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OAC Community Perspectives: A Couple’s Take on Obesity, Self-Care and Mutual Support

by Debera (Debe) Gau and Kevin Gau

Winter 2024

Embarking on a journey that intertwines love, health and resilience, OAC member Debera (Debe) Gau and her husband, Kevin, openly share their experiences with obesity and how it has impacted their lives. Debe, who serves on the OAC Board of Directors, says her story begins with a diagnosis that marked a life-changing shift from the familiar path of dieting to a comprehensive approach to treating obesity. Having weathered the storms of life together since high school, Debe and Kevin understand the struggles many couples face in balancing self-care and supporting each other.

In this interview, they reflect on the power of community support, the difficulties and personal growth that come with significant life changes, and the essential ingredients for maintaining a strong relationship while dealing with obesity.

For Debe:

How and when did your journey with obesity lead you to the OAC?

According to the BMI charts, I have always been overweight or had obesity. In 2001, my body began to fail me, and it was then that I was given a definitive diagnosis of obesity. This diagnosis led me away from the familiar diet/exercise cycle and towards actual treatment. I started with behavior therapy and changing my habits, then medication and eventually bariatric surgery. My surgery prompted me to look for educational resources and learn more about obesity as a disease. About five years post-op, I found a postcard from the OAC announcing their first National Convention in Dallas, TX, that our office receptionist had thrown away. I retrieved it out of curiosity and began learning more about the OAC from that accidental discovery. While I wasn’t able to attend the Dallas Convention, I was able to go to Phoenix the following year and have gone every year since then.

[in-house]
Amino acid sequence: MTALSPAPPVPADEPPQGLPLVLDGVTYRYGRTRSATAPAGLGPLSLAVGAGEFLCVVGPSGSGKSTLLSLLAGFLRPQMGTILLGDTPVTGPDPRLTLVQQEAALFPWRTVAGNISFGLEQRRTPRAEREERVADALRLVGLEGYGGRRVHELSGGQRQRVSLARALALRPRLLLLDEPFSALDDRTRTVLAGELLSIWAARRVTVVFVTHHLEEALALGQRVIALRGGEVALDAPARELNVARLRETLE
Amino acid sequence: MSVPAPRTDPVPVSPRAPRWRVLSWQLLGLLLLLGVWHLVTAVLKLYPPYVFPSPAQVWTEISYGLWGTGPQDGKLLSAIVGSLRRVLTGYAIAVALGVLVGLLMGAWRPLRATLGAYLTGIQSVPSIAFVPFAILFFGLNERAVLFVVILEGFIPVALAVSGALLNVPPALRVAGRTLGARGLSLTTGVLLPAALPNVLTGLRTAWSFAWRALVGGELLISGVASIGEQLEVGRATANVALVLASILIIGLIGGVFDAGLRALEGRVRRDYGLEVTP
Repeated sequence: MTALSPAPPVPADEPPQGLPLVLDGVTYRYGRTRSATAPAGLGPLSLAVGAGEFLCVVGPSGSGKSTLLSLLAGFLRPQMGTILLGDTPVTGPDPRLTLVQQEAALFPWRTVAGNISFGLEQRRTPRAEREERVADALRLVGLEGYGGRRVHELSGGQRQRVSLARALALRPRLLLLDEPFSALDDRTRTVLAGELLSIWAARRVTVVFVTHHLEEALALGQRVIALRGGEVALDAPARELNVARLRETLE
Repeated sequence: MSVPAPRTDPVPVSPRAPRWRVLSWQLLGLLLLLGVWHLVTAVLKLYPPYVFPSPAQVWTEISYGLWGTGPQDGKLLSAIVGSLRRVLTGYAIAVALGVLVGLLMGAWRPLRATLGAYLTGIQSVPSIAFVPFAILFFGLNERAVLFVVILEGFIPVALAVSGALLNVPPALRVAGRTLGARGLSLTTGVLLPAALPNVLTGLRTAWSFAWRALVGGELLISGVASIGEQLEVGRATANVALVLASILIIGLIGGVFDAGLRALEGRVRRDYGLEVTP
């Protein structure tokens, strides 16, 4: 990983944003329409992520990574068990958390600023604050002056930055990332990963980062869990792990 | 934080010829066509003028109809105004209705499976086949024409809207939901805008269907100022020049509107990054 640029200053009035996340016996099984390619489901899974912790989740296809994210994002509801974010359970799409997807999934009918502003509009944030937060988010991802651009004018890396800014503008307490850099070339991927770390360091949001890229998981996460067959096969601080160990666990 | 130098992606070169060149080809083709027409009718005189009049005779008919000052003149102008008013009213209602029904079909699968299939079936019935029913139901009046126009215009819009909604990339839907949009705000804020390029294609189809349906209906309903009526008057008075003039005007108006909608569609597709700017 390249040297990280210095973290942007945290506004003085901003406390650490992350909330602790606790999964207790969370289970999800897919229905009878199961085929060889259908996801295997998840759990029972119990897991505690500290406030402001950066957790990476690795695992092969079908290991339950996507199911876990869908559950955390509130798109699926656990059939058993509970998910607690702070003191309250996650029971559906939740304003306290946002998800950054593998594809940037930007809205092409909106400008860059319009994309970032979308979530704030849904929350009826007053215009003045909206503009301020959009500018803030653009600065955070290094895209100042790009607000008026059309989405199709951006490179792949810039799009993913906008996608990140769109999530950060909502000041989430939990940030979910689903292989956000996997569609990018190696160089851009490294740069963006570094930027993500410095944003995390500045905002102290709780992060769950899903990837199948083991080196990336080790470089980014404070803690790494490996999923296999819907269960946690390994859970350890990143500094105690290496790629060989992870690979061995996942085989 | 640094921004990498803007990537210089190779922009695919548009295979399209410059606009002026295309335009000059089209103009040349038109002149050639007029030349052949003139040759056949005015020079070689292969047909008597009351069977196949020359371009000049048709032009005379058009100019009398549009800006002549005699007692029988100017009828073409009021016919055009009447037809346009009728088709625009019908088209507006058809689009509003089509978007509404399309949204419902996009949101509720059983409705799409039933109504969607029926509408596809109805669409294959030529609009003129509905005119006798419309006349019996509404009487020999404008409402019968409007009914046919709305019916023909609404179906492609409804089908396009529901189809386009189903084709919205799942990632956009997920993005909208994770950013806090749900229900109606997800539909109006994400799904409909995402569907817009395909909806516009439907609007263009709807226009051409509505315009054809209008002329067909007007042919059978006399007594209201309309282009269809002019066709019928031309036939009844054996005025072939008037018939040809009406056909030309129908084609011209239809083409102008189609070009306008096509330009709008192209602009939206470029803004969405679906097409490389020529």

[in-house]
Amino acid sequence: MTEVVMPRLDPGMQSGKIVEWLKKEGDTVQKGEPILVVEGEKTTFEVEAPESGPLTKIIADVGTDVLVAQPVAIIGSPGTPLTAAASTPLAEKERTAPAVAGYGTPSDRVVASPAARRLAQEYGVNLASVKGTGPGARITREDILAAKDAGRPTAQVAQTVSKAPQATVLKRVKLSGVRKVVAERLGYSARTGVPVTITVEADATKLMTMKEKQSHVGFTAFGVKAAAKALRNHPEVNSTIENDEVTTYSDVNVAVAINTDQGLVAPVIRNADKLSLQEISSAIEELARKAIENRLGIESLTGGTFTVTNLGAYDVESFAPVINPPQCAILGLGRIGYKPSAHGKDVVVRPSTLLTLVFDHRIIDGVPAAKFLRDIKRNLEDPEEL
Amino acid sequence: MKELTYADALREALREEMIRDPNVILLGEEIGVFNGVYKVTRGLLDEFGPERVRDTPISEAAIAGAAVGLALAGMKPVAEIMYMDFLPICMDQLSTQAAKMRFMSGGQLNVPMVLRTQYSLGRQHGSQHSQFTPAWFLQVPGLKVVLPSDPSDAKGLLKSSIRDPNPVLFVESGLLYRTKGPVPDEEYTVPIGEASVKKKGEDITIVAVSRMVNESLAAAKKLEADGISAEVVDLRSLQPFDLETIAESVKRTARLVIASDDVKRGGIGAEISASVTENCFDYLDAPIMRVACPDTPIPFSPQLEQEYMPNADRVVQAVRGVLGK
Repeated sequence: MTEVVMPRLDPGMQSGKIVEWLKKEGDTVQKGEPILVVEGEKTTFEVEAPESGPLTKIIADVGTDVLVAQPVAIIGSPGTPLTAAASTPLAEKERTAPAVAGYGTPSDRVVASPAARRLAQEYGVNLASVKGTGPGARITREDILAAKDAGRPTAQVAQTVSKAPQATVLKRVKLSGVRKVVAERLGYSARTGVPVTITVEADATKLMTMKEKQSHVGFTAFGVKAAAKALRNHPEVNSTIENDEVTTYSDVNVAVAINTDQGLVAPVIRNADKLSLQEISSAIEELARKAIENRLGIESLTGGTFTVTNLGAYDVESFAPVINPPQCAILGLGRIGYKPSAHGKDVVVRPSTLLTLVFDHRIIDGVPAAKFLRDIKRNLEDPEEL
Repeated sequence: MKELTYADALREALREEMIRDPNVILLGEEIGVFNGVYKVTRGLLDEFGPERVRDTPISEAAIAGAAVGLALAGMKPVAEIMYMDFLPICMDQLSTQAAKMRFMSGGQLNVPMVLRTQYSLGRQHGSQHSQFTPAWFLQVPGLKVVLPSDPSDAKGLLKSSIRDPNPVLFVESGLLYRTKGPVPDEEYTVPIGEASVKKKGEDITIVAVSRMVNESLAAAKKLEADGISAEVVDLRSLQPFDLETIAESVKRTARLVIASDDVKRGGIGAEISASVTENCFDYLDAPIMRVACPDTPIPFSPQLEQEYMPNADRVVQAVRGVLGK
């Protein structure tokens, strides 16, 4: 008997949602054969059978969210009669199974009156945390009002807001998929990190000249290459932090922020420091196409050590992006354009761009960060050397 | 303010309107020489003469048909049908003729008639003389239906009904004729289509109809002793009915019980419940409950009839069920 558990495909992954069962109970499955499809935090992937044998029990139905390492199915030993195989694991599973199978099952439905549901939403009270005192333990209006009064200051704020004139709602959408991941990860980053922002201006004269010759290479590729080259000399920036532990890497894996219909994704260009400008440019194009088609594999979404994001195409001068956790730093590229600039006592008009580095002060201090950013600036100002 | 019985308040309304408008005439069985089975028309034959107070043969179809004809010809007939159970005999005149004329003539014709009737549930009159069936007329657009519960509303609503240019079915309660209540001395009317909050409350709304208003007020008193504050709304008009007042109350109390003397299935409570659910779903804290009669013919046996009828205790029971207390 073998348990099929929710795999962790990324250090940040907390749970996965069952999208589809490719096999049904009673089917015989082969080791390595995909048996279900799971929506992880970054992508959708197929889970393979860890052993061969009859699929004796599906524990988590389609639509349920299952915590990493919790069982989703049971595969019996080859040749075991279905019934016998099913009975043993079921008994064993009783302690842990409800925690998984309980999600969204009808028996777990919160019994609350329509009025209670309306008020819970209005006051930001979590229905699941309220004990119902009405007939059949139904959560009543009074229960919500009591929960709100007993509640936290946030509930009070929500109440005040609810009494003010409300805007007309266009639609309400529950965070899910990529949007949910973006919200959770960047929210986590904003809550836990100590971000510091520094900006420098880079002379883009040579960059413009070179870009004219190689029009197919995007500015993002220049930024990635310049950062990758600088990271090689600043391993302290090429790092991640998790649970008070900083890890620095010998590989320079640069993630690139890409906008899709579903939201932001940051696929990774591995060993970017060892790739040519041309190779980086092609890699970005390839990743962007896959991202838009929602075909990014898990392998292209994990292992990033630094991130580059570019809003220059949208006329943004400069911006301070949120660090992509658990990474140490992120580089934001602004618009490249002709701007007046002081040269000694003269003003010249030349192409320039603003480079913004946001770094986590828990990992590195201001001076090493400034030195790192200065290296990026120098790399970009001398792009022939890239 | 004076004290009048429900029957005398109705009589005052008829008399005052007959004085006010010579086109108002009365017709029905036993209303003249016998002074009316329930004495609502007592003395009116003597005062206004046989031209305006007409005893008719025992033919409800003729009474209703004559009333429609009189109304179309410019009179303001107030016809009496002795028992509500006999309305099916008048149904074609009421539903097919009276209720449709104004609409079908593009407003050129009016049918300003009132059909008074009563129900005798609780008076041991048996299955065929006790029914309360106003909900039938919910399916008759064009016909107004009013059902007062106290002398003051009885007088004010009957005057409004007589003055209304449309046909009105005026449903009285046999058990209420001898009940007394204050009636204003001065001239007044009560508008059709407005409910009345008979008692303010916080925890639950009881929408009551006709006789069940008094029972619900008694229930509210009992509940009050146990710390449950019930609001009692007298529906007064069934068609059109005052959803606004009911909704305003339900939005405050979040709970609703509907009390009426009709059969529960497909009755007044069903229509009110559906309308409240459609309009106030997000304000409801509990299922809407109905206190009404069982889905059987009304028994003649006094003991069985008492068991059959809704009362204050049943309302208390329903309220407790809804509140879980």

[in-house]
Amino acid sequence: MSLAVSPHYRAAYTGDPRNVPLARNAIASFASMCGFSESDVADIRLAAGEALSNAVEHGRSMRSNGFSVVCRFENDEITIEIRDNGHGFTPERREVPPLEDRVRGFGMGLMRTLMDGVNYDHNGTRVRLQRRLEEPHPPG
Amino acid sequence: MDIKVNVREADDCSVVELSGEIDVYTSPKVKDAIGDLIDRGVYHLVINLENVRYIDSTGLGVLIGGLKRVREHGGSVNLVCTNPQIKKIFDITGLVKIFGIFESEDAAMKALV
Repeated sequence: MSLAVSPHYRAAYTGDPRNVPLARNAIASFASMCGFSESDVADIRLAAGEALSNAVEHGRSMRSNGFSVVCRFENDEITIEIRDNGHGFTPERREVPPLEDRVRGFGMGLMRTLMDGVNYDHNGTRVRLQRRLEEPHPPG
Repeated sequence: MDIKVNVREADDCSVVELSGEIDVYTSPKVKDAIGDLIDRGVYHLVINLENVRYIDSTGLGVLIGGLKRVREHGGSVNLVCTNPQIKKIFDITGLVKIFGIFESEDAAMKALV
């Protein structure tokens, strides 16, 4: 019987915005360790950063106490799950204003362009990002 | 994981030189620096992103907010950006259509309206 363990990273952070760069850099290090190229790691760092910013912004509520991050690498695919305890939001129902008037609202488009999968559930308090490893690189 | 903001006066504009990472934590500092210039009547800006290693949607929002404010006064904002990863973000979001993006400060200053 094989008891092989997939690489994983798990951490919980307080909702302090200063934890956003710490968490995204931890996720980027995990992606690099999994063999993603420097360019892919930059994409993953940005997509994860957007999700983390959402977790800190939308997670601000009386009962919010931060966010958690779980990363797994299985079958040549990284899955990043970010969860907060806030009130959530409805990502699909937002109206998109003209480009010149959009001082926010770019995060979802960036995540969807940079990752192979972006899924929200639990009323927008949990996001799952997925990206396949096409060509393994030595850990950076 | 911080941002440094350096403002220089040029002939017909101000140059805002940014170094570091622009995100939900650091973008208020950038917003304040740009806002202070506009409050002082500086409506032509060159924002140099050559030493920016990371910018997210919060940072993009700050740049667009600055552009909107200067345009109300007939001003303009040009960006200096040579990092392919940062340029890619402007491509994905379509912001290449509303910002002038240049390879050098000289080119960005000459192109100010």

How has your involvement with the OAC impacted your personal journey with obesity and your relationships, especially with your husband, Kevin?

Getting involved with the OAC reinforced my understanding that choosing bariatric surgery was a treatment for a chronic disease and not an excuse to take the “easy way out.” I listened as others shared their stories, so similar to my own. I felt a connection to the individuals in the OAC Community, and hearing their stories empowered me to share mine. This opened the door to stronger communication at home. I realized I truly was not alone and that my obesity affected not just us as a couple but also our family.

What motivated you to want to become more actively involved with the OAC and advocate for people with obesity?

During the years I worked in a bariatric clinic, I experienced a lot of bias and censorship. This was new for me, and it really affected my self-esteem. When I attended my first OAC Convention, I participated in an introduction to advocacy session that focused on the power of our stories and the impact of sharing them. The session truly resonated with me and emboldened me to stand up for myself. Because I had already been impacted by hearing the stories of others, I knew I could help others by sharing my own. I was once the underdog, and because of that, I will always choose to stand up for the underdog. I wanted to use my voice to help give others theirs.

For Debe and Kevin:

Balancing personal health goals with the needs of a relationship can be challenging. How do you strike a balance between self-care and caring for each other?

Kevin: If you love someone, it’s easy.